`In the Heat of the Kitchen' by London chef Gordon Ramsay, the host of a Fox TV culinary show, `Hell's Kitchen', which I have not had the pleasure of seeing. Ramsay is the partner and executive chef for three restaurants in and around London and his writing is entirely different than his two countrymen, Jamie Oliver and Nigella Lawson. Both Oliver and Ramsay are professionals down to the tips of their asbestos-conditioned fingers, but where Oliver revels in simple dishes a la River Café and the Mediterranean cuisines, Ramsay is very much a French influenced chef.
Before I get too far afield, I must say I think this is an excellent book on cooking, even if some of the recipes may be just a bit impractical for the casual amateur cook.
To explain, cookbooks can be divided into at least seven different categories and the criteria for judging a book depends on the category into which it falls. There are:
Textbooks such as the CIA's `New Professional Chef' and Jacques Pepin's `Complete Techniques'
Great Collections such as the `Joy of Cooking' and `James Beard's American Cookery'
National or Regional Cuisine Collections such as Julia Child's `Mastering the Art of French Cooking'
Restaurant `haute cuisine' such as Joel Robuchon's `Simply French' and Thomas Keller's books.
Entertaining cookbooks such as Martha Stewart's classic `Entertaining' and Gourmet magazine books
Special Subjects such as Alice Waters' `Chez Panisse Fruits' or Rachael Ray's '30 Minute Meal' books
Moneymaking Cookbooks promoting a person or an organization. Local fundraising cookbooks and non-chef (Patti LaBelle, Al Roker, etc) books fall into this category.
Celebrity Chef / Restaurant cookbooks from people such as Emeril Lagasse, Tyler Florence, Jamie Oliver, Rocco DiSpirito, and dozens of others.
The last category generally provides value by including the virtues of at least one or more of the other major categories added the cachet obtained by being able to say you are cooking a recipe from Babbo or Café Boulud or Lespanisse or Sara Moulton or Ina Garten.
Ramsay's book is certainly a member of this last category with a strong grounding in the `haute cuisine' category. Ramsay makes no pretensions that his dishes are easy to make. His primary influence is clearly French and Spanish, primarily Catalan (Barcelona) techniques plus the rich range of American ingredients. His book is the perfect example of the kind you would want in a library by your best armchair, where you want to read it carefully for ideas in creating your own recipes. The first thing which comes to mind as I read the book is Bob Kinkead's statement that he owns about 1200 cookbooks, but he has never followed the recipe in any of them, step for step. Rather, he reads and `digests' their ideas that become ideas he puts into his own recipes.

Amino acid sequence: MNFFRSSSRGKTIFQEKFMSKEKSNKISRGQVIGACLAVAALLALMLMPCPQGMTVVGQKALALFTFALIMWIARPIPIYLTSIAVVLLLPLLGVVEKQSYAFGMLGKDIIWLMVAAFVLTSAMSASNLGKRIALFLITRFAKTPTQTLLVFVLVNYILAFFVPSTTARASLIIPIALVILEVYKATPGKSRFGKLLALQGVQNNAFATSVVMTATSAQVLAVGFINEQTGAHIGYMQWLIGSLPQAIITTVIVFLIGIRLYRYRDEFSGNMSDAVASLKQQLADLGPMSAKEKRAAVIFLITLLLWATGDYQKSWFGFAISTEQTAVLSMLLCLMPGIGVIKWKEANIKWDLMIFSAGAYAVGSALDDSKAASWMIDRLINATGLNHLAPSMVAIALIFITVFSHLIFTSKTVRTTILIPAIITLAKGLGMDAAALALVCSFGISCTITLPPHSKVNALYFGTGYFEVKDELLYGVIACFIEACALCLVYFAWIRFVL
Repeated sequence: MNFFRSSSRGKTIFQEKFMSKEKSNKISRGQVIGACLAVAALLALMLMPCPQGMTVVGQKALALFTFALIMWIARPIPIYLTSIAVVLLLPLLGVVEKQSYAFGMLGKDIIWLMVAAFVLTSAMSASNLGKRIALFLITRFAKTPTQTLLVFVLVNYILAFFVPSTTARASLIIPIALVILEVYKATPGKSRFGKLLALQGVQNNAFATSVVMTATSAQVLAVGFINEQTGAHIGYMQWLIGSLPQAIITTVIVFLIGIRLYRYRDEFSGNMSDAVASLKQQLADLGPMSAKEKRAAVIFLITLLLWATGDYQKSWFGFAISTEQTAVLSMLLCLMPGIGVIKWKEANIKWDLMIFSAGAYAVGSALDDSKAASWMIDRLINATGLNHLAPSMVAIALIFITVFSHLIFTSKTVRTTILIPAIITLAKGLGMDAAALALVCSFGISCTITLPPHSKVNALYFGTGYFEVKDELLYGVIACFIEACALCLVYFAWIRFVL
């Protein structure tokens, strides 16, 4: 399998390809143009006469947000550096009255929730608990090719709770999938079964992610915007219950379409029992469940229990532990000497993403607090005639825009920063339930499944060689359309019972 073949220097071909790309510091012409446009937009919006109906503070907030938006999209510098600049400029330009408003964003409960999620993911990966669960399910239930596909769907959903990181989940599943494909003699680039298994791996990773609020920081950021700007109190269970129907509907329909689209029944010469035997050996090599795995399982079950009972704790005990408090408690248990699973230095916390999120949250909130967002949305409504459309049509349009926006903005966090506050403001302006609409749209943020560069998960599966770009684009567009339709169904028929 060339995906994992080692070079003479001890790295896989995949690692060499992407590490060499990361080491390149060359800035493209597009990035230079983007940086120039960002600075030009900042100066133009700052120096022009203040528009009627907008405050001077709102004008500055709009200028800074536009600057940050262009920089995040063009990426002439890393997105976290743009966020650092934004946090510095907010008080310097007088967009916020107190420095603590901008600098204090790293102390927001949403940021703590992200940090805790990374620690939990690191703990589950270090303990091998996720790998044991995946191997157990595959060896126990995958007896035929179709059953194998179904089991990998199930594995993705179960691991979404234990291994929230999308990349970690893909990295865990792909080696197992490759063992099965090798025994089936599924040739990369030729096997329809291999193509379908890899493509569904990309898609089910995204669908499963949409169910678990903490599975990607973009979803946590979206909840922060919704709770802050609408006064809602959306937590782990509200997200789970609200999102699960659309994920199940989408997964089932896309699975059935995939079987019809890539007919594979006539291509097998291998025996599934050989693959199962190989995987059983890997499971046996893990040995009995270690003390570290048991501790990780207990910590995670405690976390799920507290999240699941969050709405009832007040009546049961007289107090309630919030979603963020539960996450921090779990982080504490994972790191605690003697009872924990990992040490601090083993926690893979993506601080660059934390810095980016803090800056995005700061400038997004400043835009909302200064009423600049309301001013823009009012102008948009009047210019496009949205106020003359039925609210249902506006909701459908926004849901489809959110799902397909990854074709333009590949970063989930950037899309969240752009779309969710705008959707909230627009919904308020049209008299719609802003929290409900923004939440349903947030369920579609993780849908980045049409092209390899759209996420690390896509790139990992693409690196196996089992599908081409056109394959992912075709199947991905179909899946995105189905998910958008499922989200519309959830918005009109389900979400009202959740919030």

The first thing I like about Ramsay's book is that it has chapters based on ingredients. I have seen several books recently with all sorts of whiz-bang chapter titles that mean practically nothing when you pull the book off your shelves and glance at the table of contents. Some of these books are good, but their organization is not to their credit.
Ramsay's chapters are:
Shellfish, with an emphasis on American blue crabs plus oysters, clams, langoustines, and scallops.
Fish, with red mullet, cod salmon, tuna and a few unusual species such as skate and monkfish.
Poultry and Game Birds, where he addresses the perennial question of how to deal with different cooking times for white and dark meat. I recommend you give his solution a try when roasting chicken.
Meat, with a very nice selection of recipes for braised pork, filet mignon, stuffed roast lamb, tomatoes stuffed with chili, veal and foie gras, and a new perspective on sauteeing calves liver.
Pasta and Rice, with an emphasis on risottos, stuffed pastas, and spatzle (German pasta / dumplings)
Vegetables, with several recipes for soups and salads. First time I've seen a fondue of lettuce!
Eggs, one of my very favorite subjects, which Ramsay does to a tee. Perfect omelet and fried egg recipes. Since all recipes are organized by primary ingredient, many of the dessert recipes fall in this egg chapter and the following chapter on fruits.
Fruit with sorbets, sherbets, gelatins, walnut cake, great pain perdu (French toast) with peaches and berry kebabs.
Flour, with breads, pastries, and cakes. I invariably give good scores to general cookbooks that have a good chapter on interesting bread baking. While his nibs Jamie Oliver does the easy Italian stuffed breads, Ramsay goes for things a bit more complicated but more interesting with a great sun-dried tomato fougasse (French for focaccia) plus a very nice recipe for a vanilla flavored pate sucree. Unlike the flaky style of pastry Americans use for pies where the butter must stay cold and the dough must be handled with kid gloves, this dough is less delicate and fussy.
The last chapter on stocks, sauces, and dressings has all the usual stuff, including a very nicely simple recipe for chicken stock. I really respect those who simmer their stock for half a day or overnight, but I personally prefer this simpler three-hour recipe.
Ramsay has a reputation for being very demanding in the kitchen, and his recipes benefit from his eye for detail. Many recipes are easily within the amateur's abilities and while there are a few which need more expensive and rare ingredients, you can trust that Ramsay is giving you some of the very best techniques for dealing with them, as he is for his egg and flour recipes.
This is an excellent book for cookbook readers and people who like to perfect simple dishes and try their hand at dishes that are both classic and just a bit unusual.
Very highly recommended.